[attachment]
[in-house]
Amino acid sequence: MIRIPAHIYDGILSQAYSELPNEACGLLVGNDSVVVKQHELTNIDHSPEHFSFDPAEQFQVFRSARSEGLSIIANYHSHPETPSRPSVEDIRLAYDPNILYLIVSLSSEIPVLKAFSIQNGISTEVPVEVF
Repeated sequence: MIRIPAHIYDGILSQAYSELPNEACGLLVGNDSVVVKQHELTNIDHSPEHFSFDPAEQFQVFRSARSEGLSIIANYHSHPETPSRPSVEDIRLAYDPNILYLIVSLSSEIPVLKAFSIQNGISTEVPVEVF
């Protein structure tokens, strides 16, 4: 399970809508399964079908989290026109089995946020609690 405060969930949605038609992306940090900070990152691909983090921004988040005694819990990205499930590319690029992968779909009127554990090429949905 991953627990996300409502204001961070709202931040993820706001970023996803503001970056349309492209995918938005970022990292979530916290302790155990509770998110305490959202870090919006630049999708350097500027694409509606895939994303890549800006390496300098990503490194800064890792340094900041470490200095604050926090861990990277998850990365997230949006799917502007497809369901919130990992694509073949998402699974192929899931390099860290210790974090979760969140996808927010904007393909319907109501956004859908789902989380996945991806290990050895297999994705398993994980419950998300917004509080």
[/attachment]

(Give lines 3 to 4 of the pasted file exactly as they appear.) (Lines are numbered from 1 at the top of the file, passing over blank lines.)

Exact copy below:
Repeated sequence: MIRIPAHIYDGILSQAYSELPNEACGLLVGNDSVVVKQHELTNIDHSPEHFSFDPAEQFQVFRSARSEGLSIIANYHSHPETPSRPSVEDIRLAYDPNILYLIVSLSSEIPVLKAFSIQNGISTEVPVEVF
């Protein structure tokens, strides 16, 4: 399970809508399964079908989290026109089995946020609690 405060969930949605038609992306940090900070990152691909983090921004988040005694819990990205499930590319690029992968779909009127554990090429949905 991953627990996300409502204001961070709202931040993820706001970023996803503001970056349309492209995918938005970022990292979530916290302790155990509770998110305490959202870090919006630049999708350097500027694409509606895939994303890549800006390496300098990503490194800064890792340094900041470490200095604050926090861990990277998850990365997230949006799917502007497809369901919130990992694509073949998402699974192929899931390099860290210790974090979760969140996808927010904007393909319907109501956004859908789902989380996945991806290990050895297999994705398993994980419950998300917004509080």